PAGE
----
• Karl B.||

    Doesn't even have to be private companies, could be individuals. Just create some second amendment-friendly terminals.

  • John C. Randolph||

    The whole purpose of the TSA was to head off exactly that obvious solution to the question of aircraft security.

  • Sevo||

    It is easy, by calcing the the TSA-caused delays compared to a human life span, to show that TSA is responsible for more deaths in the US than terrorists could ever hope to cause.
    TSA has one reason and one only to exist: It already does.

  • Gasman||

    Gov stats on flights per year and passengers per year

    almost 1 billion passengers per year from US airports, at even the most optimistic 15 minutes each for TSA hassle divided by 39 million minutes in a 75 year lifespan is 384 lives sucked away per year.

  • Uncle Jay||

    But...but...but...if the TSA employees leave the airports, who will harass, beat, arrest and steal from us when get there?

  • AD-RtR/OS!||

    Stay 'sick' you useless POS'!

  • DrZ||

    Even if you feel we should have airport security why in heaven's name did we not hire independent contractors and not federal union employees?

  • AverageJoe||

    They are just jelous they they have to work for their paycheck, while most federal workers furloughed get to set at home or fish and still receive a paycheck.

  • AverageJoe||

    TSA = they'll steal anything

  • Cjmar462||

    He's mad he didn't get to bring is 8oz rogaine in

  • Joe_C||

    I still love the photos of trash around trashcans, as if the good people of society who clean up after themselves see a full trashcan and suddenly become asshole litterers. Right...

    Everything is theater for fools.

  • postlarval||

    You definately captured the more "theater-than-reality" vibe in your article as well. Kudos to being just like them, dumbass.

  • Red Rocks White Privilege||

    TSA employee spotted.

  • Earth Skeptic||

    Hey, don't under-estimate the importance of theater. As most people's lives get more boring and trivial, theater is all that's left. Clearly, we prefer theater in politics and government (including this sub-species, lack of government). And you miss the point about the missing TSA causing a reduction in security theater. People do not care about the security, they care about the theater.

    Some exist to make drama; the rest of us are just in it for the show.

  • I am the 0.000000013%||

    It never ceases to amaze me that people think that the federal government should be put in charge of critical things *because* the private sector might not be able to reliably deliver them.

    How many government shutdowns and critical failures will it take till people stop believing that?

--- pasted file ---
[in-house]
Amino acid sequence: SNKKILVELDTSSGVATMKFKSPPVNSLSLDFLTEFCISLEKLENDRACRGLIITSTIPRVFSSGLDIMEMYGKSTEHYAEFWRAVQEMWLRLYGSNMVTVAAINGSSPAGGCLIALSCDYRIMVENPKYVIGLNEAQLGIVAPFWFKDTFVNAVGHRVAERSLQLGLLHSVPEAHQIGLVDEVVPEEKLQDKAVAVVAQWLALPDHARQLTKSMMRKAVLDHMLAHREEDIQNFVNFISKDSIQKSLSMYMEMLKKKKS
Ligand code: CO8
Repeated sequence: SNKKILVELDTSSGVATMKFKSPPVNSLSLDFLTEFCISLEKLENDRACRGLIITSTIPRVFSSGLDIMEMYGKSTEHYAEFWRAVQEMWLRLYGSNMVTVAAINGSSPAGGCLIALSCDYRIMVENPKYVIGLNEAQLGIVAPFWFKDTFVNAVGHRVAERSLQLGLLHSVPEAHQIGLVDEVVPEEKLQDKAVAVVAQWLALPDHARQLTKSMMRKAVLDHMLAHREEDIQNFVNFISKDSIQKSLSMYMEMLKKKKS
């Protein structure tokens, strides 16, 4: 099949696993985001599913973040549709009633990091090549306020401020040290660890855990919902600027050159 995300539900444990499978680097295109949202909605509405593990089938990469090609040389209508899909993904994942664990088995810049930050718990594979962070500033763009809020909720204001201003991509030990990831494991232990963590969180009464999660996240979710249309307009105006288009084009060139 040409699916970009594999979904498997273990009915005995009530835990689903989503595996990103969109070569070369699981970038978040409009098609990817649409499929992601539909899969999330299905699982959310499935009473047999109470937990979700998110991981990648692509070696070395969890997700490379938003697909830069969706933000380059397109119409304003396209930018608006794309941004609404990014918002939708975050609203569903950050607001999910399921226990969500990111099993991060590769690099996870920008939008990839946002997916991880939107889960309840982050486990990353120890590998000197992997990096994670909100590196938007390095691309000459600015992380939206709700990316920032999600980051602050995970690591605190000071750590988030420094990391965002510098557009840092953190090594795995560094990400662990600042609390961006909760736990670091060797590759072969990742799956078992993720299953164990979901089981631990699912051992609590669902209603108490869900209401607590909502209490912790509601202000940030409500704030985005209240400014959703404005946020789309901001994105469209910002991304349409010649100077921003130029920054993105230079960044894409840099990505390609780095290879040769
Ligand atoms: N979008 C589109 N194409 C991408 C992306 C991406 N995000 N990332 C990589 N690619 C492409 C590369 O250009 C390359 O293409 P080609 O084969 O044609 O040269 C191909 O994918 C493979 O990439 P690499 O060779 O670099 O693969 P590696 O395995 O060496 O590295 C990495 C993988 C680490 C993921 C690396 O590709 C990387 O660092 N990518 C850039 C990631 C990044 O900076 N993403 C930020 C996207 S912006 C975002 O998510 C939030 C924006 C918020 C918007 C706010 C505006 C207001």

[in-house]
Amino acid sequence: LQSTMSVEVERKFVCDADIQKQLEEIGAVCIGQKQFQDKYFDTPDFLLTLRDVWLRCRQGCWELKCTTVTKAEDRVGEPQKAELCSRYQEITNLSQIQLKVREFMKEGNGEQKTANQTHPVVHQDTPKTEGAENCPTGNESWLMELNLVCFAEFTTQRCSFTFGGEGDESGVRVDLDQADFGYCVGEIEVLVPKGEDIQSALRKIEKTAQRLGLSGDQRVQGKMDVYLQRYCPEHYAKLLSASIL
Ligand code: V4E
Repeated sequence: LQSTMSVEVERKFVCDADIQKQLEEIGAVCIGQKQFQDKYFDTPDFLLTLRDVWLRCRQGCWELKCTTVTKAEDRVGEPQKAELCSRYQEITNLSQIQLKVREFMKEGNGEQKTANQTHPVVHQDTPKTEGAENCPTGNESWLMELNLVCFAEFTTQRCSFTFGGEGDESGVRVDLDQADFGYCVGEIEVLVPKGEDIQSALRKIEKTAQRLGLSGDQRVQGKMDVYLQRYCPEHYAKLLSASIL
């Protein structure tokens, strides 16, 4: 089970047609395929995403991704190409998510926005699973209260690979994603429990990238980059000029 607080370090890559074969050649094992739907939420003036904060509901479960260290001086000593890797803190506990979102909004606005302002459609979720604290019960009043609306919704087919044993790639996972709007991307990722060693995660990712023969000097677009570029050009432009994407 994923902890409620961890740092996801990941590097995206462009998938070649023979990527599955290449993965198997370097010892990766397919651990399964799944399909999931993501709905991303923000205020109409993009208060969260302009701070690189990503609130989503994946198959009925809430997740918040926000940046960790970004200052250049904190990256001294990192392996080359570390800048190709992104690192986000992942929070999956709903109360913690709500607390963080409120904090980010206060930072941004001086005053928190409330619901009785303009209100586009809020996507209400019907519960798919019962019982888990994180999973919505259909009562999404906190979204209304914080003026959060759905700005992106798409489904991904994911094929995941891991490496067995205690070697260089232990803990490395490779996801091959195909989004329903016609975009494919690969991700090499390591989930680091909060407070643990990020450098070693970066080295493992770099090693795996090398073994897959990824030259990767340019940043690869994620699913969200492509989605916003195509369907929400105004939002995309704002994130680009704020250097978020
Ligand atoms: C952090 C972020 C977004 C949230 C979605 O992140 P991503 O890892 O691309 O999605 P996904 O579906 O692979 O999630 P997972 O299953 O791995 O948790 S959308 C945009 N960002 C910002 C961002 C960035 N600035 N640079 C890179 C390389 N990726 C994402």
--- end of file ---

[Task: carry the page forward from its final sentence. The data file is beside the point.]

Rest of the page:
• tlapp||

    The threat of the government shutdown has been used to push through garbage spending bills for many years. Maybe now when so few Americans are impacted this lame threat will no longer work. In the past the "party" blamed has not faced retribution at election time. Could we finally end the practice of last minute spending bills jammed through with chicken little threats if those in congress don't vote to keep the government open? I can dream can't I?

  • T. Busse||

    My chernoff wave scan lit up yellow last time I travelled, so I was read a theatrical groin-pat speech. It was hard to keep a straight face, so I said at the end of it "No prob, you're cute." Then when he went down I started singing, "this is the way we pay the groin, pat the groin, pat the groin, so earl-eye in the morn-in'!"

  • Pat001||

    General Motors getting rid of 18000 employees. Ford getting rid of 20,000 employees. Sears will pink-slip 50,000 in bankruptcy process. Those job cuts will be permanent. People living in flyover country know what real trouble looks like. The worst case scenario for government workers is their paychecks are held up temporarily.

  • DirkT||

    Japanese media reported an American woman got as far as Narita on a Delta flight with a pistol and ammunition and was refused entry to Japan last Friday. A "lapse in TSA security" is being blamed. Yes, the furloughs are having a effect.

  • ValVerde1867||

    If government was a for-profit business and needed to be accountable to someone, at least, 3/4 of government jobs would go "poof" in a month. What makes these people so special? Most of us regular workers have all had to deal with hardships during our working careers. Suck it up and be happy the government is to stupid to realize it is pretty much worthless nowadays.